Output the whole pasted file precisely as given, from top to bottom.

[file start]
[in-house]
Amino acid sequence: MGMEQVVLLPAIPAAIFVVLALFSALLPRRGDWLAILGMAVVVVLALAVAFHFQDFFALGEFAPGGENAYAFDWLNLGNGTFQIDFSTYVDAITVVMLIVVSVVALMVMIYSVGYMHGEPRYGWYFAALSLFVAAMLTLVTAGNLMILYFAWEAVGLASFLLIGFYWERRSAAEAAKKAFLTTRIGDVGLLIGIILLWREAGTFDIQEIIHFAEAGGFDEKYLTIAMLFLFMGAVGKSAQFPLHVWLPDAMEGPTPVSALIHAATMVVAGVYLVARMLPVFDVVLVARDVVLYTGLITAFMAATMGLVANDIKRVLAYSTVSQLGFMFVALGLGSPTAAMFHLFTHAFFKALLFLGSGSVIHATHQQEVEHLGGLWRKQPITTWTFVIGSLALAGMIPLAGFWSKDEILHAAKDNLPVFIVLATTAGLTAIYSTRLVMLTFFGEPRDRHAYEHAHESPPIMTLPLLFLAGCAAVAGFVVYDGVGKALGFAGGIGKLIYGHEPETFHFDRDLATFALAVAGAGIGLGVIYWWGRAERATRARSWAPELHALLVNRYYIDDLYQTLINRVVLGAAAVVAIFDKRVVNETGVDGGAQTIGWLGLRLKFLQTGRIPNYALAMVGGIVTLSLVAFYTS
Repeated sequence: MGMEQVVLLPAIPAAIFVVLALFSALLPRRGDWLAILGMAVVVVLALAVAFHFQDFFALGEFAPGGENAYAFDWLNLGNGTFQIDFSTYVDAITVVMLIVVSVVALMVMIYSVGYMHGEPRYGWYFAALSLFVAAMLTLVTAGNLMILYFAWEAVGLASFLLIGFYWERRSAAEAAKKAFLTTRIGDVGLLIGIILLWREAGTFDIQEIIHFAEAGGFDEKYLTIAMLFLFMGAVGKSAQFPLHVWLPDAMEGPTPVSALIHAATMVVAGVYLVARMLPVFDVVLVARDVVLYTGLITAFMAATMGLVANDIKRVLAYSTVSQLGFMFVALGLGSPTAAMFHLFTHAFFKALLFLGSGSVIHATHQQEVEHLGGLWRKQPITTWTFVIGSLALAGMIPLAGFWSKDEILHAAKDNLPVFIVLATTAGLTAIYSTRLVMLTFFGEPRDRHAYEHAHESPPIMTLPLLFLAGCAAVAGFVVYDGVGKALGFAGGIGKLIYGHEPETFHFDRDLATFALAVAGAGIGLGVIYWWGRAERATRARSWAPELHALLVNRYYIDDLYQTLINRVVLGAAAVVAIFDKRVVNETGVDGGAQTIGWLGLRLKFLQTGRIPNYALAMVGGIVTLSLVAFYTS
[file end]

[in-house]
Amino acid sequence: MGMEQVVLLPAIPAAIFVVLALFSALLPRRGDWLAILGMAVVVVLALAVAFHFQDFFALGEFAPGGENAYAFDWLNLGNGTFQIDFSTYVDAITVVMLIVVSVVALMVMIYSVGYMHGEPRYGWYFAALSLFVAAMLTLVTAGNLMILYFAWEAVGLASFLLIGFYWERRSAAEAAKKAFLTTRIGDVGLLIGIILLWREAGTFDIQEIIHFAEAGGFDEKYLTIAMLFLFMGAVGKSAQFPLHVWLPDAMEGPTPVSALIHAATMVVAGVYLVARMLPVFDVVLVARDVVLYTGLITAFMAATMGLVANDIKRVLAYSTVSQLGFMFVALGLGSPTAAMFHLFTHAFFKALLFLGSGSVIHATHQQEVEHLGGLWRKQPITTWTFVIGSLALAGMIPLAGFWSKDEILHAAKDNLPVFIVLATTAGLTAIYSTRLVMLTFFGEPRDRHAYEHAHESPPIMTLPLLFLAGCAAVAGFVVYDGVGKALGFAGGIGKLIYGHEPETFHFDRDLATFALAVAGAGIGLGVIYWWGRAERATRARSWAPELHALLVNRYYIDDLYQTLINRVVLGAAAVVAIFDKRVVNETGVDGGAQTIGWLGLRLKFLQTGRIPNYALAMVGGIVTLSLVAFYTS
Repeated sequence: MGMEQVVLLPAIPAAIFVVLALFSALLPRRGDWLAILGMAVVVVLALAVAFHFQDFFALGEFAPGGENAYAFDWLNLGNGTFQIDFSTYVDAITVVMLIVVSVVALMVMIYSVGYMHGEPRYGWYFAALSLFVAAMLTLVTAGNLMILYFAWEAVGLASFLLIGFYWERRSAAEAAKKAFLTTRIGDVGLLIGIILLWREAGTFDIQEIIHFAEAGGFDEKYLTIAMLFLFMGAVGKSAQFPLHVWLPDAMEGPTPVSALIHAATMVVAGVYLVARMLPVFDVVLVARDVVLYTGLITAFMAATMGLVANDIKRVLAYSTVSQLGFMFVALGLGSPTAAMFHLFTHAFFKALLFLGSGSVIHATHQQEVEHLGGLWRKQPITTWTFVIGSLALAGMIPLAGFWSKDEILHAAKDNLPVFIVLATTAGLTAIYSTRLVMLTFFGEPRDRHAYEHAHESPPIMTLPLLFLAGCAAVAGFVVYDGVGKALGFAGGIGKLIYGHEPETFHFDRDLATFALAVAGAGIGLGVIYWWGRAERATRARSWAPELHALLVNRYYIDDLYQTLINRVVLGAAAVVAIFDKRVVNETGVDGGAQTIGWLGLRLKFLQTGRIPNYALAMVGGIVTLSLVAFYTS